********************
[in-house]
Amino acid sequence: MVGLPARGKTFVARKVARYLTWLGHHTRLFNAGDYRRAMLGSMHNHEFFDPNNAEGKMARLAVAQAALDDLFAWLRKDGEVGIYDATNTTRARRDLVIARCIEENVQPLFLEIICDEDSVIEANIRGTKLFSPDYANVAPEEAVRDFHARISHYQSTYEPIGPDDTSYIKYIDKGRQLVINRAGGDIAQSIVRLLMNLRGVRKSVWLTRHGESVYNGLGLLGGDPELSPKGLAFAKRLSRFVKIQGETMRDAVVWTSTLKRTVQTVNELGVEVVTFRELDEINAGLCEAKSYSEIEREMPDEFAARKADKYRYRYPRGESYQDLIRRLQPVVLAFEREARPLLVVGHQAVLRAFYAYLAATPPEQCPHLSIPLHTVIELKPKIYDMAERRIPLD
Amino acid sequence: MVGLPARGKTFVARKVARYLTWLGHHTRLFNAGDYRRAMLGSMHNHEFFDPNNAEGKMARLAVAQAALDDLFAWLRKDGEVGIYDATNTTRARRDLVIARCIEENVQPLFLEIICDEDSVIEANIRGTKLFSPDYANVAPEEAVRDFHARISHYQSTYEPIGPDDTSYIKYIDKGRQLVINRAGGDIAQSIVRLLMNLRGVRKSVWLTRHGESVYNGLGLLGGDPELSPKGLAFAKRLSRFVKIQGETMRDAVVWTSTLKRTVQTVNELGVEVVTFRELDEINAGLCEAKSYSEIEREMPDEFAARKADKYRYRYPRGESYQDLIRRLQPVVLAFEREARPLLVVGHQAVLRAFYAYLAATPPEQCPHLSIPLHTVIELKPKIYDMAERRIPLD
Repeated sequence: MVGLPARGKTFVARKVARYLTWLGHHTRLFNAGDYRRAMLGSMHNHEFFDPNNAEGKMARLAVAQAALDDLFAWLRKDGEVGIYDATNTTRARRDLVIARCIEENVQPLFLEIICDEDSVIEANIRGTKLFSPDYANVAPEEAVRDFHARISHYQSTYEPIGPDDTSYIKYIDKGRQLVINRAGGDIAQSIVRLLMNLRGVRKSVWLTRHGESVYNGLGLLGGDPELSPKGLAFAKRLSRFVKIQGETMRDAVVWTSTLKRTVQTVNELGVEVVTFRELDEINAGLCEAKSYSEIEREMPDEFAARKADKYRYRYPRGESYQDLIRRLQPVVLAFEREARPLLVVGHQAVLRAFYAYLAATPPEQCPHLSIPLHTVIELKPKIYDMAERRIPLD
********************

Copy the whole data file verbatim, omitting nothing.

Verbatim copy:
[in-house]
Amino acid sequence: MVGLPARGKTFVARKVARYLTWLGHHTRLFNAGDYRRAMLGSMHNHEFFDPNNAEGKMARLAVAQAALDDLFAWLRKDGEVGIYDATNTTRARRDLVIARCIEENVQPLFLEIICDEDSVIEANIRGTKLFSPDYANVAPEEAVRDFHARISHYQSTYEPIGPDDTSYIKYIDKGRQLVINRAGGDIAQSIVRLLMNLRGVRKSVWLTRHGESVYNGLGLLGGDPELSPKGLAFAKRLSRFVKIQGETMRDAVVWTSTLKRTVQTVNELGVEVVTFRELDEINAGLCEAKSYSEIEREMPDEFAARKADKYRYRYPRGESYQDLIRRLQPVVLAFEREARPLLVVGHQAVLRAFYAYLAATPPEQCPHLSIPLHTVIELKPKIYDMAERRIPLD
Amino acid sequence: MVGLPARGKTFVARKVARYLTWLGHHTRLFNAGDYRRAMLGSMHNHEFFDPNNAEGKMARLAVAQAALDDLFAWLRKDGEVGIYDATNTTRARRDLVIARCIEENVQPLFLEIICDEDSVIEANIRGTKLFSPDYANVAPEEAVRDFHARISHYQSTYEPIGPDDTSYIKYIDKGRQLVINRAGGDIAQSIVRLLMNLRGVRKSVWLTRHGESVYNGLGLLGGDPELSPKGLAFAKRLSRFVKIQGETMRDAVVWTSTLKRTVQTVNELGVEVVTFRELDEINAGLCEAKSYSEIEREMPDEFAARKADKYRYRYPRGESYQDLIRRLQPVVLAFEREARPLLVVGHQAVLRAFYAYLAATPPEQCPHLSIPLHTVIELKPKIYDMAERRIPLD
Repeated sequence: MVGLPARGKTFVARKVARYLTWLGHHTRLFNAGDYRRAMLGSMHNHEFFDPNNAEGKMARLAVAQAALDDLFAWLRKDGEVGIYDATNTTRARRDLVIARCIEENVQPLFLEIICDEDSVIEANIRGTKLFSPDYANVAPEEAVRDFHARISHYQSTYEPIGPDDTSYIKYIDKGRQLVINRAGGDIAQSIVRLLMNLRGVRKSVWLTRHGESVYNGLGLLGGDPELSPKGLAFAKRLSRFVKIQGETMRDAVVWTSTLKRTVQTVNELGVEVVTFRELDEINAGLCEAKSYSEIEREMPDEFAARKADKYRYRYPRGESYQDLIRRLQPVVLAFEREARPLLVVGHQAVLRAFYAYLAATPPEQCPHLSIPLHTVIELKPKIYDMAERRIPLD